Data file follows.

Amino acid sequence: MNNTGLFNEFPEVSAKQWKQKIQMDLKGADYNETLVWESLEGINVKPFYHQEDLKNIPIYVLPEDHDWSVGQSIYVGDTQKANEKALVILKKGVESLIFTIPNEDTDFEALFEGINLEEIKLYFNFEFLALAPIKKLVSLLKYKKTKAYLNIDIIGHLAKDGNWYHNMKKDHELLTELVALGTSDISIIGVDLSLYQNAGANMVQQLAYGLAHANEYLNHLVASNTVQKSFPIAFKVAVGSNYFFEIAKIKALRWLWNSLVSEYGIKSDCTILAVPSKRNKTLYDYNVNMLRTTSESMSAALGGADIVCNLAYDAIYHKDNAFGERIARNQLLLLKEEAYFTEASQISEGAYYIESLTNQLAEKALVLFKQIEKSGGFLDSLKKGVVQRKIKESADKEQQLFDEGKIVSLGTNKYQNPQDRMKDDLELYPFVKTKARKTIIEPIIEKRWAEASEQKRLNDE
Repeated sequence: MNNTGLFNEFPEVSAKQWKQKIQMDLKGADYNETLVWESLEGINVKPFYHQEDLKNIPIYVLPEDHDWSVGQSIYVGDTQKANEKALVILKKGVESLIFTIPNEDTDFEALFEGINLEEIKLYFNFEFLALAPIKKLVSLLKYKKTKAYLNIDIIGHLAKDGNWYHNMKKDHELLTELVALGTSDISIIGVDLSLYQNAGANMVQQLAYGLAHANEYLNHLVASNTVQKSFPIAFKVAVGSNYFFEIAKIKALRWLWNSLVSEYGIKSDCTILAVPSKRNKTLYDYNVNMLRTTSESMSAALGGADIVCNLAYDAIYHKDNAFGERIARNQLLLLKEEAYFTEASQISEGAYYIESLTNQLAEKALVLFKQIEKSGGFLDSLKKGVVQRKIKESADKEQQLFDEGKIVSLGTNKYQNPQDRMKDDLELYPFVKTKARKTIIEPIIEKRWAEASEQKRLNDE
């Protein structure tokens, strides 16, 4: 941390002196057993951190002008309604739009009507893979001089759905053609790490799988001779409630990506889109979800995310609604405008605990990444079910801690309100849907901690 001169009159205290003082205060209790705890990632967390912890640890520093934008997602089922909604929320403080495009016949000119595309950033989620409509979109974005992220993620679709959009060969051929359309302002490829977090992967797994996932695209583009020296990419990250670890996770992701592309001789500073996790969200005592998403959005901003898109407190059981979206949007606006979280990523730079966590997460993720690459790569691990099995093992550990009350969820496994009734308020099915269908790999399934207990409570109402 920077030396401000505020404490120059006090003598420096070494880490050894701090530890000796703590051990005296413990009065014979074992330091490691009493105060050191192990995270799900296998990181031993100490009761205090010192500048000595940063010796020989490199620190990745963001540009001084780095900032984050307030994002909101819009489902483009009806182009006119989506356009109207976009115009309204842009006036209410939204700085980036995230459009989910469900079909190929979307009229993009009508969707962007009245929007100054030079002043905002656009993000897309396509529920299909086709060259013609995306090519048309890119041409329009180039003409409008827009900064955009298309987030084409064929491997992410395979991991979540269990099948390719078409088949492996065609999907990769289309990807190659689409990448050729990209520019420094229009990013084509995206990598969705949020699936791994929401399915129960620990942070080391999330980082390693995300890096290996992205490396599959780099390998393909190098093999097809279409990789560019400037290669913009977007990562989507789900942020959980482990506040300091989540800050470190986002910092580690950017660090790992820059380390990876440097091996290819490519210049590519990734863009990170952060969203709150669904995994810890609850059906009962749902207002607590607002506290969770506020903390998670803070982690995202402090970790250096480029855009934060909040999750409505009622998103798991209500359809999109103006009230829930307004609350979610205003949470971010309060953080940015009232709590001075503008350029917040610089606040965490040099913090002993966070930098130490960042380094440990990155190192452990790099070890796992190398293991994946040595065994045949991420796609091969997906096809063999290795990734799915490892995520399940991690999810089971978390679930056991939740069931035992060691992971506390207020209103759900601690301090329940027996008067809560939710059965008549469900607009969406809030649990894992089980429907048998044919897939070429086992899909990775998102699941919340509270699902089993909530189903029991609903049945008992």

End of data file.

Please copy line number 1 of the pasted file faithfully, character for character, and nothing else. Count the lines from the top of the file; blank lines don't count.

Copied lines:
Amino acid sequence: MNNTGLFNEFPEVSAKQWKQKIQMDLKGADYNETLVWESLEGINVKPFYHQEDLKNIPIYVLPEDHDWSVGQSIYVGDTQKANEKALVILKKGVESLIFTIPNEDTDFEALFEGINLEEIKLYFNFEFLALAPIKKLVSLLKYKKTKAYLNIDIIGHLAKDGNWYHNMKKDHELLTELVALGTSDISIIGVDLSLYQNAGANMVQQLAYGLAHANEYLNHLVASNTVQKSFPIAFKVAVGSNYFFEIAKIKALRWLWNSLVSEYGIKSDCTILAVPSKRNKTLYDYNVNMLRTTSESMSAALGGADIVCNLAYDAIYHKDNAFGERIARNQLLLLKEEAYFTEASQISEGAYYIESLTNQLAEKALVLFKQIEKSGGFLDSLKKGVVQRKIKESADKEQQLFDEGKIVSLGTNKYQNPQDRMKDDLELYPFVKTKARKTIIEPIIEKRWAEASEQKRLNDE